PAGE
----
Heavy screen time
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A new study of 8 to 11 year olds shows an association between heavy screen time and poorer reading performance, as well as between computer use and poorer numeracy

Previous studies of children and adolescents have found strong links between the use of electronic media such as television, computers, and video games and declining health problems such as obesity and poor sleep. Higher levels of electronic media usage is also associated with better access to information, tech skills, and social connection.

However, less is known about the links of heavy screen time and electronic media with academic performance.

Researchers from Murdoch Children’s Research Institute in Melbourne, Australia studied over 1,200 8 to 9 year olds in Melbourne. They used a national achievement test to measure the children’s academic performance at baseline and again after two years. They also asked the children’s parents to report on their child’s use of electronic media and screen time.

The study found that too much screen time was negatively affecting children’s learning abilities. Watching two or more hours of television per day at the age of 8 or 9 was associated with lower reading performance compared to peers two years later. The impact was equivalent to losing four months of learning.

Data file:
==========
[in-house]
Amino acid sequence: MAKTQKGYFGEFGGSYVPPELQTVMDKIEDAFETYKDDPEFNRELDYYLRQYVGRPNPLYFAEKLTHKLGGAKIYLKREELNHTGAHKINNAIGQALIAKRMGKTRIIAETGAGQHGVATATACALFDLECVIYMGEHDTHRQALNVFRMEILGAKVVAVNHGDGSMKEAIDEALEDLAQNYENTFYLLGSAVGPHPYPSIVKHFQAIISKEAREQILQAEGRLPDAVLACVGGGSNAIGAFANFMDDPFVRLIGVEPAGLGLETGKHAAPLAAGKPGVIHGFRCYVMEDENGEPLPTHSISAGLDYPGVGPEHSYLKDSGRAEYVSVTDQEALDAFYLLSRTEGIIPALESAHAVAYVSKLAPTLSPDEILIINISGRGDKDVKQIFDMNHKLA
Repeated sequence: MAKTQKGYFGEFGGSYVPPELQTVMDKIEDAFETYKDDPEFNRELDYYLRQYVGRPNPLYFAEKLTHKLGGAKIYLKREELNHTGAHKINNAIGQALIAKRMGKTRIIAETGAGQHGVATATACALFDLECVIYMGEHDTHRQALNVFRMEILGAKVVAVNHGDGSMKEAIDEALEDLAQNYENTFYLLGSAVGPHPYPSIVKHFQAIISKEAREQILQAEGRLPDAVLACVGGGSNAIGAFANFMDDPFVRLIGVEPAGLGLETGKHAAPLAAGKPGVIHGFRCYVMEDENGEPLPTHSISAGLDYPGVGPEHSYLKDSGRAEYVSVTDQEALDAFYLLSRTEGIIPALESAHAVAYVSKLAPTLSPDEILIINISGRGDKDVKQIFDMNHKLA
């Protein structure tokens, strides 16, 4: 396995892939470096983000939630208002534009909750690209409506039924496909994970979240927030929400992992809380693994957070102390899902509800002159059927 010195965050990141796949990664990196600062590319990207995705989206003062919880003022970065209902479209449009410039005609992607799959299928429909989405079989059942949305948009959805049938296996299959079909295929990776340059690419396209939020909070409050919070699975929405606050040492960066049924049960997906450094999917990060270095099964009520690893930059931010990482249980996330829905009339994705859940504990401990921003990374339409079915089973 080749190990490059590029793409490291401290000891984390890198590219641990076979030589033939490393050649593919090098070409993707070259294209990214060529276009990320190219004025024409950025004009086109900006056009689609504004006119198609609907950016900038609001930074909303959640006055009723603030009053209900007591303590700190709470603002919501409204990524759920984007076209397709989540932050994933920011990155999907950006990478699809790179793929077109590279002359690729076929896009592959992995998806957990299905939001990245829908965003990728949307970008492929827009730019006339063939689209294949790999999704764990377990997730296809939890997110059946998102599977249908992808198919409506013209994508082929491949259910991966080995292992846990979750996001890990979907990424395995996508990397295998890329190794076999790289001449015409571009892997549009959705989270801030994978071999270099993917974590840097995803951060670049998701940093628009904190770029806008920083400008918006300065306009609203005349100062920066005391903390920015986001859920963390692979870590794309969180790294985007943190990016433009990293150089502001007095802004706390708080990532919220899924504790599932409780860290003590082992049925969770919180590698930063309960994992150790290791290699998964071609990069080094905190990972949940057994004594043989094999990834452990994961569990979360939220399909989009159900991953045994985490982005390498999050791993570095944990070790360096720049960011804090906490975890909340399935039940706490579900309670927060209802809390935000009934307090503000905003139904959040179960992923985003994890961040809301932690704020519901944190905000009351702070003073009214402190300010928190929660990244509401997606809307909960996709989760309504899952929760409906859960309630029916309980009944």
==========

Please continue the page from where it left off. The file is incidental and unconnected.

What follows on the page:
Using a computer for over one hour per day was linked to a similar degree of lost numeracy. The analysis showed no links between use of video games and academic performance.

By accounting for baseline academic performance and potentially influencing factors such as mental health difficulties and body mass index (BMI) and controlling for prior media use, the researchers were able to pinpoint heavy screen time, especially television and computer use, as associated with poorer academic performance.

Helping parents to have a screen time balance

These findings could assist parents, teachers, and clinicians to set recommendations for screen time use in late childhood. Future research could build on these results by examining continued associations in later secondary school.

One of the researchers from Murdoch Children’s Research Institute, said: “The debate about the effects of modern media on children’s learning has never been more important given the effects of today’s pandemic on children’s use of time.

“This is the first large, longitudinal study of electronic media use and learning in primary school children, and results showed heavier users of television and computers had significant declines in reading and numeracy two years later compared with light users.”


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